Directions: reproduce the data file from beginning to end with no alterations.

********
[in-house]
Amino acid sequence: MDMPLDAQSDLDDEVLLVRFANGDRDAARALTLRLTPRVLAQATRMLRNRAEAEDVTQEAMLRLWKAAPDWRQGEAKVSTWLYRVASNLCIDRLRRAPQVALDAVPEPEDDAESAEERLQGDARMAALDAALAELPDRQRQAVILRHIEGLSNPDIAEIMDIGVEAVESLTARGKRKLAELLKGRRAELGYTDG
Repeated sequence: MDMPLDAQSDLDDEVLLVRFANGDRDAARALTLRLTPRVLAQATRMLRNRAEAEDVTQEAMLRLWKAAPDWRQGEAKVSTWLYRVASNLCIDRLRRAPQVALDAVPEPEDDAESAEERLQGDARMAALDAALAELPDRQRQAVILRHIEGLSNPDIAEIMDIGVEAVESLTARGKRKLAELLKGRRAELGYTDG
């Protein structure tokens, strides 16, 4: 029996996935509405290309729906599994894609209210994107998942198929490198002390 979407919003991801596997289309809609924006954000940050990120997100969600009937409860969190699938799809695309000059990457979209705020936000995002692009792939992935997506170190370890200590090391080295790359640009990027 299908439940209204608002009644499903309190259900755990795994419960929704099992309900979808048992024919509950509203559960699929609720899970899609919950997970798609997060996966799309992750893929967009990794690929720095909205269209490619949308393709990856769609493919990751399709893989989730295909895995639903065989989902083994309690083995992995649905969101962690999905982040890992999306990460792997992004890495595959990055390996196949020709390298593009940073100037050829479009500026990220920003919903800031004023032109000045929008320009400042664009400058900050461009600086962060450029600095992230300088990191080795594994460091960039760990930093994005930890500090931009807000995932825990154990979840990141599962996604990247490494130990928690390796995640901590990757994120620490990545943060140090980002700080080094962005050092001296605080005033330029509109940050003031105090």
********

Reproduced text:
[in-house]
Amino acid sequence: MDMPLDAQSDLDDEVLLVRFANGDRDAARALTLRLTPRVLAQATRMLRNRAEAEDVTQEAMLRLWKAAPDWRQGEAKVSTWLYRVASNLCIDRLRRAPQVALDAVPEPEDDAESAEERLQGDARMAALDAALAELPDRQRQAVILRHIEGLSNPDIAEIMDIGVEAVESLTARGKRKLAELLKGRRAELGYTDG
Repeated sequence: MDMPLDAQSDLDDEVLLVRFANGDRDAARALTLRLTPRVLAQATRMLRNRAEAEDVTQEAMLRLWKAAPDWRQGEAKVSTWLYRVASNLCIDRLRRAPQVALDAVPEPEDDAESAEERLQGDARMAALDAALAELPDRQRQAVILRHIEGLSNPDIAEIMDIGVEAVESLTARGKRKLAELLKGRRAELGYTDG
């Protein structure tokens, strides 16, 4: 029996996935509405290309729906599994894609209210994107998942198929490198002390 979407919003991801596997289309809609924006954000940050990120997100969600009937409860969190699938799809695309000059990457979209705020936000995002692009792939992935997506170190370890200590090391080295790359640009990027 299908439940209204608002009644499903309190259900755990795994419960929704099992309900979808048992024919509950509203559960699929609720899970899609919950997970798609997060996966799309992750893929967009990794690929720095909205269209490619949308393709990856769609493919990751399709893989989730295909895995639903065989989902083994309690083995992995649905969101962690999905982040890992999306990460792997992004890495595959990055390996196949020709390298593009940073100037050829479009500026990220920003919903800031004023032109000045929008320009400042664009400058900050461009600086962060450029600095992230300088990191080795594994460091960039760990930093994005930890500090931009807000995932825990154990979840990141599962996604990247490494130990928690390796995640901590990757994120620490990545943060140090980002700080080094962005050092001296605080005033330029509109940050003031105090």